Popbasic Launches First Fashion Micro-Collection to International Audience

You may recognize the name Madeline Veenstra as the founder of WikiFashion, which is, as it sounds, a sort of Wikipedia for the fashion industry. Her latest project is Popbasic, a selection of micro-collections that can be ordered monthly.  Officially launched just this Monday, the idea was originally aimed at an Australian audience (Madeline is Australian) but had so much early interest from US and Canada that she relocated to San Francisco to take advantage of the startup culture and launch to a worldwide audience. While she had the idea in April, 2012, “it waas a long process of finding the right manufacturers to create our collections and also the best companies to partner with for our beta launch.”

The first beta collection was designed by Madeline, and features a polka dot blouse and two necklaces, and is available for $65 and shipping is free worldwide. The package also includes a a gift from Tatcha Cosmetics and Dear Kate lingerie, part of Madeline’s plan to partner “with beauty and lifestyle companies to add a little surprise for each customer. We don’t want to flood our customers with even more beauty samples, we only ever include one beauty or lifestyle surprise as a showcase.” The next two collections are in production, and while the initial sets are created by our manufacturers in China, Popbasic is looking to produce some pieces in LA or Europe.

For our initial collection, we’ve only released a few hundred to test the concept. Without any marketing or advertising, we almost sold out within our first few days. The process was very long and consumed most of my time for the last eight months. I worked with close to 50 factories to find the best and to ensure that they really understood our concept.

Unlike many of the subscription services popping up, Popbasic doesn’t lock customers into recurring purchases. Instead, Madeline explains, “We are pioneering the concept of micro collections purchased as a set. I think in particular for fashion, it’s [not a good idea] to lock customers into something they may not necessarily like. I saw a lot of fashion services that target personal styling, but none that were creating their own brand.” Popbasic aims for a tech-savvy customer, 18-30. Much of the initial interest came from fashion and beauty bloggers, no double spurred by Madeline’s own relationships and credibility through Wikifashion.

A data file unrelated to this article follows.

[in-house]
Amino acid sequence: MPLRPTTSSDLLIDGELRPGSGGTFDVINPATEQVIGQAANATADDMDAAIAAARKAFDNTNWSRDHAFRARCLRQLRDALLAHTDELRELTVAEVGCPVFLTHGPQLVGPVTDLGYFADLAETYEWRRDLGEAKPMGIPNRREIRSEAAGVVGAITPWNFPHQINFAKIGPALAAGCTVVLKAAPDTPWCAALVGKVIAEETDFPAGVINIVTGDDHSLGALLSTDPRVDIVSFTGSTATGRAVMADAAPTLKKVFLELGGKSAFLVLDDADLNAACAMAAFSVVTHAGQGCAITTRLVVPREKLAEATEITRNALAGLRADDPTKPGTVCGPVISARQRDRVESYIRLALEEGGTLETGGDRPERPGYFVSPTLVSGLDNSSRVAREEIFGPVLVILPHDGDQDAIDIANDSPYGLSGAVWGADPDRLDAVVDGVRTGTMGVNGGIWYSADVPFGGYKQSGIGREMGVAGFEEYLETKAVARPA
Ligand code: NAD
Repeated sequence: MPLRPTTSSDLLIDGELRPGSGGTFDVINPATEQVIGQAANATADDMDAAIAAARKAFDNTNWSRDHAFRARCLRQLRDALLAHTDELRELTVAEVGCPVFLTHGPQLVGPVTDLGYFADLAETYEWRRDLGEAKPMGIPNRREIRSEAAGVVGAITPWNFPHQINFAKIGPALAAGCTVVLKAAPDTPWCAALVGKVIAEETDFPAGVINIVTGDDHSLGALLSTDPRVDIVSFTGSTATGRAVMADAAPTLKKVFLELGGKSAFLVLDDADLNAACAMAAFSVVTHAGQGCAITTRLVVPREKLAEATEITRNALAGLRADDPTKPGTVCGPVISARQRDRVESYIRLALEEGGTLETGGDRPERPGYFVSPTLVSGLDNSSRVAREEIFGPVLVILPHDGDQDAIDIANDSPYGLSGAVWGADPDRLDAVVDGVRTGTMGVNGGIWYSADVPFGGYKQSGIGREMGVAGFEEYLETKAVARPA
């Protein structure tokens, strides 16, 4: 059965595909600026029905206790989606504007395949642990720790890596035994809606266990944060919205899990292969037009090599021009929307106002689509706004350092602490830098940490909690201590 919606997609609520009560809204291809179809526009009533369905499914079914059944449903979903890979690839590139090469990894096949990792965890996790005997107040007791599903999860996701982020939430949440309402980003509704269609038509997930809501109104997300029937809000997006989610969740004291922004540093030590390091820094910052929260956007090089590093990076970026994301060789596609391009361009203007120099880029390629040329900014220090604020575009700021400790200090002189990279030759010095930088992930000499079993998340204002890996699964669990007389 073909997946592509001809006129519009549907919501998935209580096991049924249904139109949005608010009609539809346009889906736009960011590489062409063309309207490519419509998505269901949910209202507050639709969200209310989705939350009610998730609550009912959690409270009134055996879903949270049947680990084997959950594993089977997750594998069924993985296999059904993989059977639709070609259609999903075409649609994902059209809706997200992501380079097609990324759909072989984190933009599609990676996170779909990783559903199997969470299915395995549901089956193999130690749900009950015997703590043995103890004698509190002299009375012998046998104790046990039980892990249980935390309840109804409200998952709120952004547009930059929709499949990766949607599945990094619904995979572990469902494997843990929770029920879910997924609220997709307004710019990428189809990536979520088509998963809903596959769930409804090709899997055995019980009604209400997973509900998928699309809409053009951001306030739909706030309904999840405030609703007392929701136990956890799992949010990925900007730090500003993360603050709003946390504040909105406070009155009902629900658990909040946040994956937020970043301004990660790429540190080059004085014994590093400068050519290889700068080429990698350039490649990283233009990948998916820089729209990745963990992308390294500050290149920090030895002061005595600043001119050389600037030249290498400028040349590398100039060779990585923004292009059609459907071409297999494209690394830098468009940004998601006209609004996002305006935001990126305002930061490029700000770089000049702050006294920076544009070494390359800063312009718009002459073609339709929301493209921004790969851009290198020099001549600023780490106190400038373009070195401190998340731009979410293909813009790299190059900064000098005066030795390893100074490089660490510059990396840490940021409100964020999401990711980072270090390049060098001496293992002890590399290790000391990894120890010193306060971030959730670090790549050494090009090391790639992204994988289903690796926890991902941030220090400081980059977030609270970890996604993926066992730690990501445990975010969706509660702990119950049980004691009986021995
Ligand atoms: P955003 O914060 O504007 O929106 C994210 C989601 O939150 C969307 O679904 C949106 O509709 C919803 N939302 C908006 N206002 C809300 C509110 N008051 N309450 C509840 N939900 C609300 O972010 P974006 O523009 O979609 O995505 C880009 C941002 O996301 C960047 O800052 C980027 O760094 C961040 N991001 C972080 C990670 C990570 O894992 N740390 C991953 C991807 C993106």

Staying true to her audience, Popbasic leveraged the pre-launch community by encouraging them to style the collection, resulting in 100 entries prior to launch. Those who participated them shared  their Polyvore sets via social media and blogs which helped to drive 3,000 sign ups ahead of launch.  The Style Guides are also featured on the site with a link back to the blogger who created it. A launch video and media outreach rounded out the launch strategy and resulted in coverage in Shop Til You Drop, the highest circulated women’s fashion magazine magazine in Australia.

With launch week in full swing, Madeline notes that Popbasic will “continue to work with fashion and beauty bloggers, as well as introduce a loyalty program and credit system. It’s also really important to me that our customers enjoy the entire process and that I’m there to help them whenever they need it. I think really good customer service is often over looked, for us it’s going to be something that we really focus on going forward.”

Madeline’s unique connection to both an Australian and North American audience certainly has it’s perks. For example the next collection features an Australian beauty brand that US customers have likely yet to discover, but Madeline assures, we will love.

Sounds good to me!

About This Author

Known as the “fashion publicist’s most powerful accessory,” (San Diego Union-Tribune) and the “West Coast ‘It’ girl of fashion PR,” (YFS Magazine) Crosby Noricks put fashion public relations on the digital map when she launched PR Couture in 2006. She is the author of Ready to Launch: The PR Couture Guide to Breaking into Fashion PR, available on Amazon. Crosby spends her time managing PR Couture and mentoring fashion publicists through PRISM and Instappable, as well as the biannual NYC workshop, Fashion PR Confidential. Occasionally, she opens up limited consulting spots for emerging brands through her signature offering, The Brand Elixir.